Casey Mittelstadt has become one of the most recognizable faces on the Sabres. ©2021, Micheline Veluvolu

‘Deep dive’ into game helped Casey Mittelstadt become Sabres’ top center

BUFFALO – Don Granato first sensed it during the Sabres’ marathon offseason in 2020. Having been humbled by his demotion to the minors, Casey Mittelstadt grasped he had reached a critical juncture of his career.

When Granato, then an assistant coach, spoke to Mittelstadt, he could feel the center was evolving and maturing.

“He was putting all these pieces (together) of what people had presented to him,” Granato said following Wednesday’s practice.

Granato said Mittelstadt collected information from anyone he could – his agent and current and past coaches – and put it together “within the identity of his skill set.”

“Just a whole maturation process,” he said. “I mentioned many times he’s a competitor, so all of that is the formula for what we see now out of him.”

Right now, Mittelstadt, 22, is the Sabres’ No. 1 center. The American will likely pivot Vinnie Hinostroza and Jeff Skinner in tonight’s season opener against the Montreal Canadiens at KeyBank Center.

These days, on the ice or even talking to the media, Mittelstadt exudes confidence. He recently signed a three-year, $7.5 million contract. With Jack Eichel, Sam Reinhart and Rasmus Ristolainen all gone, he has become one of the most recognizable faces on the rebuilding Sabres.

“If you would have told me two years ago that he would be at the level of maturation that he is now on the ice and off the ice, I might have said that might not happen,” Sabres winger Kyle Okposo said.

The genesis of Mittelstadt’s early-career turnaround can be traced to his surprising assignment to the Rochester Americans on Dec. 16, 2019.

At that point, he had morphed into a healthy scratch, scoring just one goal over a 22-game stretch while showcasing suspect defense.

“It was a hard time for me, hard start to the year,” said Mittelstadt, who jumped straight to the NHL in 2018 following his freshman season at Minnesota.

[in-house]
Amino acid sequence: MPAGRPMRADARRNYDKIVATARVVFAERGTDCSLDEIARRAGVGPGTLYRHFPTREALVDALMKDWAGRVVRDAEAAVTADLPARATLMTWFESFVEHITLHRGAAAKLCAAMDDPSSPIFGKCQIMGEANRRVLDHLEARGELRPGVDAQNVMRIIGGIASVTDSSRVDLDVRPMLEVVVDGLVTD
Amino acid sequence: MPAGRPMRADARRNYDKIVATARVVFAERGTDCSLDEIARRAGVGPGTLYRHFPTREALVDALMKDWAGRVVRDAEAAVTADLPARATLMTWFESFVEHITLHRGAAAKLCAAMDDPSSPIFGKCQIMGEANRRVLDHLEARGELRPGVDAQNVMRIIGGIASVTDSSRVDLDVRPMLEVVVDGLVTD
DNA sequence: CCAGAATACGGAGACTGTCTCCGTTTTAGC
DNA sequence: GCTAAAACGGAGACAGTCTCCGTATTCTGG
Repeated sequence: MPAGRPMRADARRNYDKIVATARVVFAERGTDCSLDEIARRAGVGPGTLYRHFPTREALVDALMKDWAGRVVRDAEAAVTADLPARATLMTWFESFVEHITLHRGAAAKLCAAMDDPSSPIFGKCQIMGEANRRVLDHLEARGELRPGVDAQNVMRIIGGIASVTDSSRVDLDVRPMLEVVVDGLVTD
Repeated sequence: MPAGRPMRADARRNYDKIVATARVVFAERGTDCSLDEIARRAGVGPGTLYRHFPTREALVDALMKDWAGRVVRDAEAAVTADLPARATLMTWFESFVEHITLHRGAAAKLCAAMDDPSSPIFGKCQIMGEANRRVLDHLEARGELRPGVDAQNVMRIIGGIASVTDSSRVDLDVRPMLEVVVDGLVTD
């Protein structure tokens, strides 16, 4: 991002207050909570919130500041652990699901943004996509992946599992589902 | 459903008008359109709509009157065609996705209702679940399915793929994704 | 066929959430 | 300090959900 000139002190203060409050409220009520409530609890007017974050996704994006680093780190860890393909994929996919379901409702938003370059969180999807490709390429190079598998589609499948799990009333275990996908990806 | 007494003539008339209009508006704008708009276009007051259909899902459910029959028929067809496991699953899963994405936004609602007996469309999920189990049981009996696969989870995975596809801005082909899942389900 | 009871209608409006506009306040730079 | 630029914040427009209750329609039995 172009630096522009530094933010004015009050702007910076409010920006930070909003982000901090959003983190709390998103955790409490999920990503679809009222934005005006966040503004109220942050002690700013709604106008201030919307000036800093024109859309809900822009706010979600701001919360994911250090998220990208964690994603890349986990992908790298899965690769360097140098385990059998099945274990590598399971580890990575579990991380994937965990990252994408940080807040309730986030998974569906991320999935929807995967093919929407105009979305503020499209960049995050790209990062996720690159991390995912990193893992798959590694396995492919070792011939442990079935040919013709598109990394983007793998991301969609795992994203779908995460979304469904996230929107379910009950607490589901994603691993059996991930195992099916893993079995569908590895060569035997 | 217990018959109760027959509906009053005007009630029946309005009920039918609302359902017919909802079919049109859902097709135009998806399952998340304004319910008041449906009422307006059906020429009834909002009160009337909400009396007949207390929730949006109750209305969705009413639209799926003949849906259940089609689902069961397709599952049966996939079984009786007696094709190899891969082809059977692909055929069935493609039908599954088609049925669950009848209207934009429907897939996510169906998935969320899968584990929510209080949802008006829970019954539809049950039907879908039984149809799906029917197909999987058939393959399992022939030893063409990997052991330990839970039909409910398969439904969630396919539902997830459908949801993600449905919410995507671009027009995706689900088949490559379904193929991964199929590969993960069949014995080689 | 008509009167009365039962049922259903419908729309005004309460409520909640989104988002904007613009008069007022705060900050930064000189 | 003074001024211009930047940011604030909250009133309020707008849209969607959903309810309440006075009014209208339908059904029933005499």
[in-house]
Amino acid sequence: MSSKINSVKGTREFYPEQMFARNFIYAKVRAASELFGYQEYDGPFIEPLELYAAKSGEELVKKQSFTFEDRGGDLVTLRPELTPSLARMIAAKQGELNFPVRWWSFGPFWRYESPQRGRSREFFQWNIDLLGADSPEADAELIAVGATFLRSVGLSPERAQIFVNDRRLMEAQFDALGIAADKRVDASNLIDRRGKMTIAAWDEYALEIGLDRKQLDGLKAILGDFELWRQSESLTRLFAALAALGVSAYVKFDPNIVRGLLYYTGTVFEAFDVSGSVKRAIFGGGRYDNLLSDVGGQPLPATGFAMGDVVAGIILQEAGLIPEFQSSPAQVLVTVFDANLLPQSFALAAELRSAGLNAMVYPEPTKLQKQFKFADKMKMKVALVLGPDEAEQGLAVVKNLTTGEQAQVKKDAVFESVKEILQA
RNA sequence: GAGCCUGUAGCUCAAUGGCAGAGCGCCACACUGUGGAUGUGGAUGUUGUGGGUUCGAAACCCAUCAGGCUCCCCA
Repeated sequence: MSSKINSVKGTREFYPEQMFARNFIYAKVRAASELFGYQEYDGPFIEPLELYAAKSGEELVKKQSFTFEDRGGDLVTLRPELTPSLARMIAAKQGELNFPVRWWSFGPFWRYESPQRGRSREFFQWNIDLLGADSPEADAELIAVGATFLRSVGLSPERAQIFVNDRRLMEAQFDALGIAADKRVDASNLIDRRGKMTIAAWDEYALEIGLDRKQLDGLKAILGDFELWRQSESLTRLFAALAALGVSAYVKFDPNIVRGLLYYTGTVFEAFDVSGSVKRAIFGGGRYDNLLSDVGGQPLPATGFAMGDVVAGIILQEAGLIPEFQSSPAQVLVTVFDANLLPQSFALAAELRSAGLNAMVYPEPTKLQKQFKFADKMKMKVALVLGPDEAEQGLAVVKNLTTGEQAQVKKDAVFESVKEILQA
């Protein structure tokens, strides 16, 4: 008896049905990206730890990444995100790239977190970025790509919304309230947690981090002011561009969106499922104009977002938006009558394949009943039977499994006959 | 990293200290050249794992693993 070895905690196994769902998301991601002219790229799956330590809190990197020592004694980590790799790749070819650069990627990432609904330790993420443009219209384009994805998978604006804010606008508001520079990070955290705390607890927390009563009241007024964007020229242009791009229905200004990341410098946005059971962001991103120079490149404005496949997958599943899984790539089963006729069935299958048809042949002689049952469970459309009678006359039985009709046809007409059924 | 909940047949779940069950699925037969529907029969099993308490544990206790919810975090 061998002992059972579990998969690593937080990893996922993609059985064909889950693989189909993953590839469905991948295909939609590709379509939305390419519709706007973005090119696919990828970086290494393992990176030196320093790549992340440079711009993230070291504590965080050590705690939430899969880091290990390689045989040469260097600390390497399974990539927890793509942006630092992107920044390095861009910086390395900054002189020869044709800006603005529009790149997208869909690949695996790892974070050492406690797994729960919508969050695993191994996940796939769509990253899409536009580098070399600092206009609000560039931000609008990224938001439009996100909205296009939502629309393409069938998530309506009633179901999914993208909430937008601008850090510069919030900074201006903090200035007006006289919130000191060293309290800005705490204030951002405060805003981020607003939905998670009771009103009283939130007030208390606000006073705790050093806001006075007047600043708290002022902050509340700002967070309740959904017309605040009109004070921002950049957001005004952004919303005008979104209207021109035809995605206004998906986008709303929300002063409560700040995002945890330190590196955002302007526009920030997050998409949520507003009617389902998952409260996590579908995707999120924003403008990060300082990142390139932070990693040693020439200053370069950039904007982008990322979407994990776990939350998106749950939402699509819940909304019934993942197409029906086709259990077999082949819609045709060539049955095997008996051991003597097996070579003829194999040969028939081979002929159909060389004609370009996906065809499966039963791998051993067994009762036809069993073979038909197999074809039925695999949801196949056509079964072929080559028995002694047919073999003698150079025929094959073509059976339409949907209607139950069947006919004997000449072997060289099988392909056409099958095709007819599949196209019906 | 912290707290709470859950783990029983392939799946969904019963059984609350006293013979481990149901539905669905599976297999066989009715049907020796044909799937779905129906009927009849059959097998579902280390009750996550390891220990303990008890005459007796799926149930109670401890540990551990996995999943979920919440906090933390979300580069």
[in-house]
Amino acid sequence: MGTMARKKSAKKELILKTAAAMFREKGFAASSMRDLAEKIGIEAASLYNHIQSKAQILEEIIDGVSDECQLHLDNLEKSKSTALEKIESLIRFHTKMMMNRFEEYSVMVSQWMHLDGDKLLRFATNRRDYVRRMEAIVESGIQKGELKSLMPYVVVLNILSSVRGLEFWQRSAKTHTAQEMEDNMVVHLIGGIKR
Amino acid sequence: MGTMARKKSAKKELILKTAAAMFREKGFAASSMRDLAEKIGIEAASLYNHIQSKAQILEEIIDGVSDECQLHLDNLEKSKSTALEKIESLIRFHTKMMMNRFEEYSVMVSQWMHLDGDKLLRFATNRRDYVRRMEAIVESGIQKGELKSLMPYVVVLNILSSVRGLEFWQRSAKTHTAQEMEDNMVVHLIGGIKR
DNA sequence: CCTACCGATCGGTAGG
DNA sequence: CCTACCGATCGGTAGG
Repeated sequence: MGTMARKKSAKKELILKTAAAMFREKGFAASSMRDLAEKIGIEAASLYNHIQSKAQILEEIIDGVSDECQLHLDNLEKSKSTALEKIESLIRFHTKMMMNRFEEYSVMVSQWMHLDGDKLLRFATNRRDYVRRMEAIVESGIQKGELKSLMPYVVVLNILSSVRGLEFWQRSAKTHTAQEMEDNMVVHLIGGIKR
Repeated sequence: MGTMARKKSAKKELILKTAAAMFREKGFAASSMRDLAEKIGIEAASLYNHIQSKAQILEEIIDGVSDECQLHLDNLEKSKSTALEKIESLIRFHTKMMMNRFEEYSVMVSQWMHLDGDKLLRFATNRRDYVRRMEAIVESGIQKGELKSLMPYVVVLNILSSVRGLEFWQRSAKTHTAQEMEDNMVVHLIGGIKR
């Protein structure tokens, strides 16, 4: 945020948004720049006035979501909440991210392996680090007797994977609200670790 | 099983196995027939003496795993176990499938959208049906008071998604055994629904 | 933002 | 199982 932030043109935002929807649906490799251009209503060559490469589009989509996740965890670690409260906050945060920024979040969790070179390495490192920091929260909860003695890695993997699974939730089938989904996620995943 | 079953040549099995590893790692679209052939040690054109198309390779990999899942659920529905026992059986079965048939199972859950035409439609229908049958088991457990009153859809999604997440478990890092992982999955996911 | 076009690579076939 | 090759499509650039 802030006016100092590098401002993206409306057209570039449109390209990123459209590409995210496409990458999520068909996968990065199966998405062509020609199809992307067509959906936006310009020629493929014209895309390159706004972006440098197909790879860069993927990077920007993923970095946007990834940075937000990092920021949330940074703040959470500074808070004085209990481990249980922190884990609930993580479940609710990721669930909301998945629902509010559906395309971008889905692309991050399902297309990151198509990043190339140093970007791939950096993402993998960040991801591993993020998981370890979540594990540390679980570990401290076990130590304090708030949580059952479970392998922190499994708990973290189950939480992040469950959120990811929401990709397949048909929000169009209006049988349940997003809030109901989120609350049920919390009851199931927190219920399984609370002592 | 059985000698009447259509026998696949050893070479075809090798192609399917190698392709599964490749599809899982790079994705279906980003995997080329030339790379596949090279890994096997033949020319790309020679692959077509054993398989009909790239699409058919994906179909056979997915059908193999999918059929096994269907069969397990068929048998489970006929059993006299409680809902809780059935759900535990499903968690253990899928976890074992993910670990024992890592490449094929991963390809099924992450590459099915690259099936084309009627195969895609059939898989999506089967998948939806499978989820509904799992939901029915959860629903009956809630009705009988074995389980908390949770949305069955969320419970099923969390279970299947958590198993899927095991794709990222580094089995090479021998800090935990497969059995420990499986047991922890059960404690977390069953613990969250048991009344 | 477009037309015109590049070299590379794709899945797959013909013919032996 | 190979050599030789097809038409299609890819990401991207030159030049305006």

Less than two years into his career, Mittelstadt, the eighth overall pick in 2018, had reached a crossroads. If he embraced the assignment, he could earn a promotion back to Buffalo. If he pouted and refused to learn from it, he might be out of the team’s plans.

“It was a big wake-up call for him into what it takes to play in this league every night and be an impact player in this league every night,” Okposo said of Mittelstadt’s demotion.

On his 75-mile drive to Rochester almost two years ago, Mittelstadt called his father, Tom.

“He said, ‘Well, you can go down there and you can be cranky and complain the whole time or go down there and have a good attitude,’” Mittelstadt said.

After Mittelstadt hung up, he said ex-Amerks coach Chris Taylor called him and “said the same exact thing.”

“At that point it kind of hit me, right?” Mittelstadt said. “You’ve got to learn, you’ve got to grow up.”

Mittelstadt played 36 games with the Amerks, compiling nine goals, 25 points and a minus-15 rating before the COVID-19 pandemic ended the season. He was hardly a dominant player in the AHL.

Still, Mittelstadt has said he had a “blast” in the minors. He used the three-month stint as a catalyst to ignite his career.

“There’s a few different ways that you can take that when you’re a young player, and he took that in the best way possible, which was to take a deep dive into his game, into how he trained, into everything how he prepared,” Okposo said.

When Mittelstadt returned to the Sabres last season, he started on the taxi squad before receiving some spot duty as a third- or fourth-line winger.

Then the Sabres’ dearth of center depth created an opportunity. Eichel suffered a season-ending neck injury. They traded Eric Staal.

Granato, who had replaced Ralph Krueger, moved Mittelstadt back to center and up to a scoring line. He seized his opportunity, scoring nine goals and 17 points over the final 22 games.

“He was knocking on the door, he was ready to blow it open, and when he got his chance, he did,” Okposo said. “And you saw how he played at the end of last year. So (I’m) extremely happy for him and just proud of him for recognizing what he had to do and changing, because that’s not an easy thing to do as a young player.

“Sometimes you get emotional and you can say, ‘Oh, I’m getting screwed here.’ And he didn’t do that at all. He just put his head down and worked.”

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